Hence why the best argument for Shalladin going forward is to articulate that there is evidence to support both ships, thus, Shallan is capable and interested in loving BOTH men, and it can be reasonably drawn from this that it is likely that she indeed WILL love both men over the course of this epic narrative.
  15. 5 points
    It occurs to me that when I went to the Shadows of Self book signing (the most recent one I could get to in UK) Brandon read the flashback chapter where he recruited Telib (I think) the archer assassin. And Sadeas makes a point of saying that Dalinar goes around recruiting enemies (what is he, the hero in Fire Emblem?) By the end of the book Dalinar has the storming Assassin-in-White recruited to his side with no effort and is working on a "voidbringer" radiant. Next book may see him recruit an Unmade. In hindsight that was such an informative chapter as it showed something that was the core of Dalinar's personality even back in the Blackthorn days and was an important foundation for his Unity mission. ...Shallan sealed an S rank relationship with Adolin... I can find a lot of strong similarities to Fire Emblem games here. I guess a few did come out while Oathbringer was being written ;P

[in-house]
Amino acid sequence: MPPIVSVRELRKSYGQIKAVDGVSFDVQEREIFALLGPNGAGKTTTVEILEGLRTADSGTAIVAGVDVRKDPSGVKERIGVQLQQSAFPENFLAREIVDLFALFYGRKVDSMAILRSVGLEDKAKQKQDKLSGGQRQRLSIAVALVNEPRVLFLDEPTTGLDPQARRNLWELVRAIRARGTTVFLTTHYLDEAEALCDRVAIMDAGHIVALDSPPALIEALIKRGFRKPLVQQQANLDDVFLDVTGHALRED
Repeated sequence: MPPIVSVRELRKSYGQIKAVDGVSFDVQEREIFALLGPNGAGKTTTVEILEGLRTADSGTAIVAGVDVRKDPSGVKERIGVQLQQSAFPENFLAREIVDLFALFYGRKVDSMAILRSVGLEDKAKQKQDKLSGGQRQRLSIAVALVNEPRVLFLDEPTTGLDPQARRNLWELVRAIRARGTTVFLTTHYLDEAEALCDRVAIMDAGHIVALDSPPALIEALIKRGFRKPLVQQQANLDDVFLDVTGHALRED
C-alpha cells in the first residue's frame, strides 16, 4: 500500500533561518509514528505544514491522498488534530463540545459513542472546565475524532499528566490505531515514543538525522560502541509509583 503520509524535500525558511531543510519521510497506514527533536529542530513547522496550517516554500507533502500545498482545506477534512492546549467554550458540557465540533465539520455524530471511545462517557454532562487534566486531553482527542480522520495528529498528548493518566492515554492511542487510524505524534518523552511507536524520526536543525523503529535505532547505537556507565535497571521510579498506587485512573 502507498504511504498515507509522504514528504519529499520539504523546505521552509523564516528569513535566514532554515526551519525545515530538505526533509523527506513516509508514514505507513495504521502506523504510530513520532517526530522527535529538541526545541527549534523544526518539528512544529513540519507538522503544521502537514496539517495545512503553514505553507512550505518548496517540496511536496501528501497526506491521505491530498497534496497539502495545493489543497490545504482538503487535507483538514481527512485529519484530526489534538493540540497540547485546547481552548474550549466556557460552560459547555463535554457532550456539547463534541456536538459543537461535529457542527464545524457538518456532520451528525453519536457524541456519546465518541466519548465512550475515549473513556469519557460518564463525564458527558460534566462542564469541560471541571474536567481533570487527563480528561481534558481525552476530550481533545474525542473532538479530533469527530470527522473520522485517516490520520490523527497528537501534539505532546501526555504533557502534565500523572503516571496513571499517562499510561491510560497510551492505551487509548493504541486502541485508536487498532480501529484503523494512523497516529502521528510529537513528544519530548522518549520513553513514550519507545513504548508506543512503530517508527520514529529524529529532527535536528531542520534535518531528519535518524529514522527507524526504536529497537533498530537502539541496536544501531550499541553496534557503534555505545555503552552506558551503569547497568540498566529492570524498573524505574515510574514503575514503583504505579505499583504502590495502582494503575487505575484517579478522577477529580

16. 5 points
    Shallan is the best one-time limited offer discount deal ever experienced in an epic fantasy: three characters for the price of one!
  17. 5 points
    These sailors were spren, and the father's body would be a shardblade in the physical realm.
  18. 5 points
    Dalinar should hire whoever was fixing Amaram's reputation to run his PR campaign, too. Or Olivia Pope.
  19. 4 points
    If any of you Utah or near-Utah residents want another go at Brandon, he just put two signings up on his website for later this month. Salt Lake City on the 16th, Orem on the 21st.
  20. 4 points